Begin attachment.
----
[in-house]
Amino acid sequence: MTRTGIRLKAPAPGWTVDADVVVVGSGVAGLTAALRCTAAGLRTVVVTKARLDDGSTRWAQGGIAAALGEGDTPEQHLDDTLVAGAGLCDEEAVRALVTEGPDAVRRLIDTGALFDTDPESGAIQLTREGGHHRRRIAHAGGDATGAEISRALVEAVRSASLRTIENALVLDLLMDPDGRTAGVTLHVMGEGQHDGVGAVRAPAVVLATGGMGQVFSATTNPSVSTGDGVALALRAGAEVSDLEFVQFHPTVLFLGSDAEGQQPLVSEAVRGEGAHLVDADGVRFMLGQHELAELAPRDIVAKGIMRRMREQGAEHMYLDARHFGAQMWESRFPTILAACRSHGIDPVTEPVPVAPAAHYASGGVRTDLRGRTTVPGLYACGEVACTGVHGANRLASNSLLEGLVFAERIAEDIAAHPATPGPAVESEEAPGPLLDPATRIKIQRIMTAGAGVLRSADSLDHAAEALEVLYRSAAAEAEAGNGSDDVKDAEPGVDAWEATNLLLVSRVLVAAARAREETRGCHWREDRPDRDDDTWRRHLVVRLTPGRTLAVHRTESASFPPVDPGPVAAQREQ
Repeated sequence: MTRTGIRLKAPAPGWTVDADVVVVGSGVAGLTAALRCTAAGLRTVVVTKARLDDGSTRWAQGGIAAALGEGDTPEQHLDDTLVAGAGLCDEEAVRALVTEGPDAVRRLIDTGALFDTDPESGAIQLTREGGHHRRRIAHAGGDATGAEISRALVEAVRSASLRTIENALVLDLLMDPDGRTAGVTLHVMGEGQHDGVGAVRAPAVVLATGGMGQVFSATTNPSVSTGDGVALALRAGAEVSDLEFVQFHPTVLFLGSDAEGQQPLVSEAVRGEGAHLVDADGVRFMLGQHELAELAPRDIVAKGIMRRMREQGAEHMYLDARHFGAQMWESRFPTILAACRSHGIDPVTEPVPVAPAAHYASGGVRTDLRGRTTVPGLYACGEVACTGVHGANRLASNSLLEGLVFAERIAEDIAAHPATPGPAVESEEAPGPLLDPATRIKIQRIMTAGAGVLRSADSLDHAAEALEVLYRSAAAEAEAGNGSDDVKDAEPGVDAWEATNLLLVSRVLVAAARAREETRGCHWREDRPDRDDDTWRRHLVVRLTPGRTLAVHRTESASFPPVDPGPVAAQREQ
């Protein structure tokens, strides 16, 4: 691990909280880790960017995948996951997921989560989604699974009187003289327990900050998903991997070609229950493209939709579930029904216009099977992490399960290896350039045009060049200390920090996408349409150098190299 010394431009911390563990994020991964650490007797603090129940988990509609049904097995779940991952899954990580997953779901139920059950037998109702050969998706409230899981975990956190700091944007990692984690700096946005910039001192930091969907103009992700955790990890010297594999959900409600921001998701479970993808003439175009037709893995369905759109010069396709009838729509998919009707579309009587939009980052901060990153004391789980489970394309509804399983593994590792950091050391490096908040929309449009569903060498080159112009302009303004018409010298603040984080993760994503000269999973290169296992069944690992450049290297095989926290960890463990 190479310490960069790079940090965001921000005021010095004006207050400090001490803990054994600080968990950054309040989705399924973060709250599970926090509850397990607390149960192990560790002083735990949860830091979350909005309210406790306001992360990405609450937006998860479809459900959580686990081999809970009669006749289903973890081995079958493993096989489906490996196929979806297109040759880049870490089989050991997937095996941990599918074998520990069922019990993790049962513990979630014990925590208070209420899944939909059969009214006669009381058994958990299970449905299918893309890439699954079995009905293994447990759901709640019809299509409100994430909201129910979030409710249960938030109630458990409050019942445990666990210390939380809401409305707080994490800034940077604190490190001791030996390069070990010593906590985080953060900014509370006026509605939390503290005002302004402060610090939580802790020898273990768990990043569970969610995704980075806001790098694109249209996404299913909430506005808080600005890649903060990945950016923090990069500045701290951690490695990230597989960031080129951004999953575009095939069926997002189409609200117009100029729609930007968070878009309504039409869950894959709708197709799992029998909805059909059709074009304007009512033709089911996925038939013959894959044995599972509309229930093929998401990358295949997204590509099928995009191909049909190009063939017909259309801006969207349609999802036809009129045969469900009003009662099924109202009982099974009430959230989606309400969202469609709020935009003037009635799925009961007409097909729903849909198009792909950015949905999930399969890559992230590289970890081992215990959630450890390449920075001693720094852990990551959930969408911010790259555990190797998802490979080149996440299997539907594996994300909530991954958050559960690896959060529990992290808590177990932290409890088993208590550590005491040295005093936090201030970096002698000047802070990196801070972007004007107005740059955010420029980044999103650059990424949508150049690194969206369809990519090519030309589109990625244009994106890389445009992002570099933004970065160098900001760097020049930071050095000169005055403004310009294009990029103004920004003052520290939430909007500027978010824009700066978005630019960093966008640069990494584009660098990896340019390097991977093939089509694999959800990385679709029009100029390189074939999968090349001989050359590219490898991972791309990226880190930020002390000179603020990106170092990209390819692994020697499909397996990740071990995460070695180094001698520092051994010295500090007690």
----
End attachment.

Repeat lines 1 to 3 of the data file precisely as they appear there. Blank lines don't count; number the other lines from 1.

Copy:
[in-house]
Amino acid sequence: MTRTGIRLKAPAPGWTVDADVVVVGSGVAGLTAALRCTAAGLRTVVVTKARLDDGSTRWAQGGIAAALGEGDTPEQHLDDTLVAGAGLCDEEAVRALVTEGPDAVRRLIDTGALFDTDPESGAIQLTREGGHHRRRIAHAGGDATGAEISRALVEAVRSASLRTIENALVLDLLMDPDGRTAGVTLHVMGEGQHDGVGAVRAPAVVLATGGMGQVFSATTNPSVSTGDGVALALRAGAEVSDLEFVQFHPTVLFLGSDAEGQQPLVSEAVRGEGAHLVDADGVRFMLGQHELAELAPRDIVAKGIMRRMREQGAEHMYLDARHFGAQMWESRFPTILAACRSHGIDPVTEPVPVAPAAHYASGGVRTDLRGRTTVPGLYACGEVACTGVHGANRLASNSLLEGLVFAERIAEDIAAHPATPGPAVESEEAPGPLLDPATRIKIQRIMTAGAGVLRSADSLDHAAEALEVLYRSAAAEAEAGNGSDDVKDAEPGVDAWEATNLLLVSRVLVAAARAREETRGCHWREDRPDRDDDTWRRHLVVRLTPGRTLAVHRTESASFPPVDPGPVAAQREQ
Repeated sequence: MTRTGIRLKAPAPGWTVDADVVVVGSGVAGLTAALRCTAAGLRTVVVTKARLDDGSTRWAQGGIAAALGEGDTPEQHLDDTLVAGAGLCDEEAVRALVTEGPDAVRRLIDTGALFDTDPESGAIQLTREGGHHRRRIAHAGGDATGAEISRALVEAVRSASLRTIENALVLDLLMDPDGRTAGVTLHVMGEGQHDGVGAVRAPAVVLATGGMGQVFSATTNPSVSTGDGVALALRAGAEVSDLEFVQFHPTVLFLGSDAEGQQPLVSEAVRGEGAHLVDADGVRFMLGQHELAELAPRDIVAKGIMRRMREQGAEHMYLDARHFGAQMWESRFPTILAACRSHGIDPVTEPVPVAPAAHYASGGVRTDLRGRTTVPGLYACGEVACTGVHGANRLASNSLLEGLVFAERIAEDIAAHPATPGPAVESEEAPGPLLDPATRIKIQRIMTAGAGVLRSADSLDHAAEALEVLYRSAAAEAEAGNGSDDVKDAEPGVDAWEATNLLLVSRVLVAAARAREETRGCHWREDRPDRDDDTWRRHLVVRLTPGRTLAVHRTESASFPPVDPGPVAAQREQ